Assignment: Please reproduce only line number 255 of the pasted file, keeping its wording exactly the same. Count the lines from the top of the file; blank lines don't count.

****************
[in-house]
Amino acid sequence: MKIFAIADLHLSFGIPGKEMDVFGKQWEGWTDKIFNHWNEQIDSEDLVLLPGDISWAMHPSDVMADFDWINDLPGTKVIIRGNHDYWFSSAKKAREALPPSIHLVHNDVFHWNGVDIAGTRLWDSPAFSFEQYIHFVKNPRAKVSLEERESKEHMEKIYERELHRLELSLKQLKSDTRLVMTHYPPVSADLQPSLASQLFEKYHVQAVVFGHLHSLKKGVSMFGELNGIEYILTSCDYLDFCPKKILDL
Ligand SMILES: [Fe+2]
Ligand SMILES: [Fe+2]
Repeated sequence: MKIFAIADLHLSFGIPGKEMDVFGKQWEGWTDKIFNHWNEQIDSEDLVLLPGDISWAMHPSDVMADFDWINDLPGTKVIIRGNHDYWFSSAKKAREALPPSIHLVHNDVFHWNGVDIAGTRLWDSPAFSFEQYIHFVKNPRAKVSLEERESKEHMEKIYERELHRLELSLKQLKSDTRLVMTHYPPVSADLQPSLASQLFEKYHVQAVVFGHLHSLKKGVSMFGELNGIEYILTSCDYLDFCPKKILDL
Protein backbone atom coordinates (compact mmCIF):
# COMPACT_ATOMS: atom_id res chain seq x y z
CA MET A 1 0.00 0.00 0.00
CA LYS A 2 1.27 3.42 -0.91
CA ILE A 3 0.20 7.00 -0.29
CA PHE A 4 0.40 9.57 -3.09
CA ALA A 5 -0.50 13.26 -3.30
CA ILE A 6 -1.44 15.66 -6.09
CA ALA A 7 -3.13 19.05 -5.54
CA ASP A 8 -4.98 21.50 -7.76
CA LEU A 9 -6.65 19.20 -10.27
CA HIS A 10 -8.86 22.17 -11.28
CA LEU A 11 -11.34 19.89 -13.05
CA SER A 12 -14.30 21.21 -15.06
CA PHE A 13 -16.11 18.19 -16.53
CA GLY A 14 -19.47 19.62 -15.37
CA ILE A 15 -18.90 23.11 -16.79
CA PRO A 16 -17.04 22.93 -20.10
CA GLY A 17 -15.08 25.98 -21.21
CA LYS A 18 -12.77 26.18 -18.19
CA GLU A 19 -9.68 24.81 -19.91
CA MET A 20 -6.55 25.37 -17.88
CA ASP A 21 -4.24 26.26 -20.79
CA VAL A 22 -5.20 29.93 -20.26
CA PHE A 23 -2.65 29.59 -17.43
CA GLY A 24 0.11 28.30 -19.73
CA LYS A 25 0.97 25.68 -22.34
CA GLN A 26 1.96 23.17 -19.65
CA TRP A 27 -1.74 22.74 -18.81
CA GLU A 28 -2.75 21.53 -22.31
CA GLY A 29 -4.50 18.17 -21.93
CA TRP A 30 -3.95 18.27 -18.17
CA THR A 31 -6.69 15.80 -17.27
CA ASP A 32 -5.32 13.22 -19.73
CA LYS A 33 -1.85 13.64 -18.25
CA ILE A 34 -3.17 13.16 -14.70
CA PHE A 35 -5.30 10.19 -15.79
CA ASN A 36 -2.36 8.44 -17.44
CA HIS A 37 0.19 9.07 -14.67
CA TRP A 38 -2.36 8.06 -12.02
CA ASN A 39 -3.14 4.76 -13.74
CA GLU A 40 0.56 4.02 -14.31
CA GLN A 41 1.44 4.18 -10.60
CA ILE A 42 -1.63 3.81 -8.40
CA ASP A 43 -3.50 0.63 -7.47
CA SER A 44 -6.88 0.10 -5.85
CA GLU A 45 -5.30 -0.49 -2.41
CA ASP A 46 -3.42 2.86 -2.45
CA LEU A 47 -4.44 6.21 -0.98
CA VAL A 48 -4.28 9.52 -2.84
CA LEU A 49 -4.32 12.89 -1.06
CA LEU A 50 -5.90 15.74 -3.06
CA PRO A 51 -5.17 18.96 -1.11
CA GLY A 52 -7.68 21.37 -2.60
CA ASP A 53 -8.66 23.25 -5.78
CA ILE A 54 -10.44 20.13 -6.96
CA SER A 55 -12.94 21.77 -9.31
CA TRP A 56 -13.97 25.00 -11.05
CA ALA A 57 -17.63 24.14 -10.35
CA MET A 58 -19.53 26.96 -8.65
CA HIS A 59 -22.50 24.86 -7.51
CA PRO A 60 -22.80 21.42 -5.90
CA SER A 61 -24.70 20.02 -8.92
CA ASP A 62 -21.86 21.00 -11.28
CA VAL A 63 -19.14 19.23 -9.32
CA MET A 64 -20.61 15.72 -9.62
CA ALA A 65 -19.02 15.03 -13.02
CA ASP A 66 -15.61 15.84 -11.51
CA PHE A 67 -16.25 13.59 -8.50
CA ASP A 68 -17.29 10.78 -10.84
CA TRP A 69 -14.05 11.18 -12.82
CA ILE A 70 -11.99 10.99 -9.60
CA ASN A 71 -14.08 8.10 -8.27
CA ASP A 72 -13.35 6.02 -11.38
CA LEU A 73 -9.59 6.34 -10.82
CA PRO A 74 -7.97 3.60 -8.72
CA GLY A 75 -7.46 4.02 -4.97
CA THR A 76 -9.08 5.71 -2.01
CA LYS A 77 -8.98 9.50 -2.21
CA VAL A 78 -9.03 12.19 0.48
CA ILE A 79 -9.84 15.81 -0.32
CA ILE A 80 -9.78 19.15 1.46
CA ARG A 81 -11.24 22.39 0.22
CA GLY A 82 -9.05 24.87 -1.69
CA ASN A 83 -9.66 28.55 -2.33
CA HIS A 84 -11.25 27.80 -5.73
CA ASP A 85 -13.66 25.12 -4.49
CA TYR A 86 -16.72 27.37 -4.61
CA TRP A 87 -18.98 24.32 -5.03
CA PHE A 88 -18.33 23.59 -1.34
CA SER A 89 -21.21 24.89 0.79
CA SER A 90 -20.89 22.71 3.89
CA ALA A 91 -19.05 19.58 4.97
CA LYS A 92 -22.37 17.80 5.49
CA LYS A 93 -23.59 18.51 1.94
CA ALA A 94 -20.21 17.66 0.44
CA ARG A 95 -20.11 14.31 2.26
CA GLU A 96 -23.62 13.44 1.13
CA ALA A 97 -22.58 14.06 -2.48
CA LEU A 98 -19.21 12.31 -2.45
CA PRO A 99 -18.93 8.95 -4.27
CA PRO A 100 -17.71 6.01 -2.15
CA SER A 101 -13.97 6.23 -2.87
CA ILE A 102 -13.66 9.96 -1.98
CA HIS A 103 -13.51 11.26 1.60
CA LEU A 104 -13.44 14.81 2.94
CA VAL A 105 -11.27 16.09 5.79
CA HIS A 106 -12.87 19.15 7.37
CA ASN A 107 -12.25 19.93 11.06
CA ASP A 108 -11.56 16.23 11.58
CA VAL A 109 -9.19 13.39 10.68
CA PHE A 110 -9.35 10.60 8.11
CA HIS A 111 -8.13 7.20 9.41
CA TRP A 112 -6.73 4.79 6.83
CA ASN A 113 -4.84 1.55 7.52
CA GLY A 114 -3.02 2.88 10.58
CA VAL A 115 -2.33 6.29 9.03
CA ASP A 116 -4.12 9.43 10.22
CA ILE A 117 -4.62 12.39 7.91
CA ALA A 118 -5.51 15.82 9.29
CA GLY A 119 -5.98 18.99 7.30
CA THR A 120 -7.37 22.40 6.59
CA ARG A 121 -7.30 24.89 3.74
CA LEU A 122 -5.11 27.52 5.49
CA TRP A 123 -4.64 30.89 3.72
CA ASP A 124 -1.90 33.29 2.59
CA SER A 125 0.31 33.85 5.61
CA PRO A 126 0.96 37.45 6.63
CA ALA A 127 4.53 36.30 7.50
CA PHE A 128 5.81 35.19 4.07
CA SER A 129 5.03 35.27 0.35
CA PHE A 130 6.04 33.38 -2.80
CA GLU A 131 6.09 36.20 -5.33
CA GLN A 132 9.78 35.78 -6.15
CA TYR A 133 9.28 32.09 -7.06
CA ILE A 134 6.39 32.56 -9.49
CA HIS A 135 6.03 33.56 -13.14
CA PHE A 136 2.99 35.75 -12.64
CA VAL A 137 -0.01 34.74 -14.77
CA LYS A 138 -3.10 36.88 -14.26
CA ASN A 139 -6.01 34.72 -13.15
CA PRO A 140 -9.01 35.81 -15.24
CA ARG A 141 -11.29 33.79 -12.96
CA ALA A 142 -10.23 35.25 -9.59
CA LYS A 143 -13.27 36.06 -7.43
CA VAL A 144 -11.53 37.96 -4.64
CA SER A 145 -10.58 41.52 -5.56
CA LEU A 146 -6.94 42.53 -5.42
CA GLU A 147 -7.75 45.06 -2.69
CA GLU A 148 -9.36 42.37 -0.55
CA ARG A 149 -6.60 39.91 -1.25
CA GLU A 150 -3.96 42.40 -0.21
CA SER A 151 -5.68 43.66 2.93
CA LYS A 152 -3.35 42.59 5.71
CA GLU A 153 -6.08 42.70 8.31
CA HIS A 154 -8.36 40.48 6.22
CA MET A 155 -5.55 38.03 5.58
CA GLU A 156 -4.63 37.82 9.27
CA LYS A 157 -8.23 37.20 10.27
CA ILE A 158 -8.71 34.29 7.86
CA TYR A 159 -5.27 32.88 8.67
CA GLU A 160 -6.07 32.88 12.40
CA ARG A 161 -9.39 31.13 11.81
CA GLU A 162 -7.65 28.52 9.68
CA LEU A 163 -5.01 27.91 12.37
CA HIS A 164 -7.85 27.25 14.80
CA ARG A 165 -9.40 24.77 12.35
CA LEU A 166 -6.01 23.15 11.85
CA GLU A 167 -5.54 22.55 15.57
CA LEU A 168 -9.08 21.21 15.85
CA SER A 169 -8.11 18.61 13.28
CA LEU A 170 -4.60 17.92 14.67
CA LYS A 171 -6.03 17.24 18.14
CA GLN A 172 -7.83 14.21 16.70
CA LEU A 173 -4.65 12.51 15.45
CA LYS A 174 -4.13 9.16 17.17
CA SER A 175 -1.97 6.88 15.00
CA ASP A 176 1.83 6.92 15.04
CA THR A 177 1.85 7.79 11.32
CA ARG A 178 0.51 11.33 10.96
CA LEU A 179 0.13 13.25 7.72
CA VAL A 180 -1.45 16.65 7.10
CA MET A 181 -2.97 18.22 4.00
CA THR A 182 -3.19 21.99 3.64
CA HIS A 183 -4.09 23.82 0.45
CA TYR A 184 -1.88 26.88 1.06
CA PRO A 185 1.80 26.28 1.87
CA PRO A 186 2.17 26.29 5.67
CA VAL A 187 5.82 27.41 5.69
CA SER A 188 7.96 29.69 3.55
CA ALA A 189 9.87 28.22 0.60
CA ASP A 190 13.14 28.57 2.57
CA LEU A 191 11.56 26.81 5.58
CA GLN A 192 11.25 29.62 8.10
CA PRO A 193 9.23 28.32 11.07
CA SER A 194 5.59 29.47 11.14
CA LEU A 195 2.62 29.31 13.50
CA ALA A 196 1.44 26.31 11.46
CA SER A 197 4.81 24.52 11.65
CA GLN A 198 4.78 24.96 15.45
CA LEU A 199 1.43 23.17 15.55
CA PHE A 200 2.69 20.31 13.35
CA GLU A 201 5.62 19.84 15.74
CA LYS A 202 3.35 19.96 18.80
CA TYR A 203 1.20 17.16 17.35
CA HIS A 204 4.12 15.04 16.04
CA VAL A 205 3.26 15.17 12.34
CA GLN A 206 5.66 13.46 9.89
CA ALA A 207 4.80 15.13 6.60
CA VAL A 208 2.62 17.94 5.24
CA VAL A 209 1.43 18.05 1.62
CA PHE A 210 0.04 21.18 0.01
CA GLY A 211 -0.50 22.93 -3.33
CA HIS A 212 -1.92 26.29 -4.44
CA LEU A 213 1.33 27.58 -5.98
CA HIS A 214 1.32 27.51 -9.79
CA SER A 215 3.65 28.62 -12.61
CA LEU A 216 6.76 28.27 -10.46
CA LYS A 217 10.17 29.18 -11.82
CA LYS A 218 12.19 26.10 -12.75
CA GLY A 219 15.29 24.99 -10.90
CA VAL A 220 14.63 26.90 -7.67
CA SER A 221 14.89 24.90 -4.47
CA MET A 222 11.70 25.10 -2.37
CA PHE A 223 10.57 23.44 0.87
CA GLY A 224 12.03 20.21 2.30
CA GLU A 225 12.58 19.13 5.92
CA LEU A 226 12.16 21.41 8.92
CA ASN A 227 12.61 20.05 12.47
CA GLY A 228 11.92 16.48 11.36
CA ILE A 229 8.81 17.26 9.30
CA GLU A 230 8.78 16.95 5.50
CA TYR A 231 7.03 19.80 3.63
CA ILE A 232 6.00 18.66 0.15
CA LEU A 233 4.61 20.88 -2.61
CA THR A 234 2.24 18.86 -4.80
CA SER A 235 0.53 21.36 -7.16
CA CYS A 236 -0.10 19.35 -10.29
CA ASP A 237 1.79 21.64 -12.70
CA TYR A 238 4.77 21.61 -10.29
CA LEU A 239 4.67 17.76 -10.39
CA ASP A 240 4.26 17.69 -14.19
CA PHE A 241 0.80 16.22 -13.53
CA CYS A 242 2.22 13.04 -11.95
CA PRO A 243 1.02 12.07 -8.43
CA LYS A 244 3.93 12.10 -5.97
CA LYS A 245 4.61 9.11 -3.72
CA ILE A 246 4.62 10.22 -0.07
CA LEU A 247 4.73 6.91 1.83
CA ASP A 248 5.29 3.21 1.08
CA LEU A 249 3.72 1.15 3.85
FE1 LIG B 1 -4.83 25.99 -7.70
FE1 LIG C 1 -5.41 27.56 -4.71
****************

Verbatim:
CA ASP A 248 5.29 3.21 1.08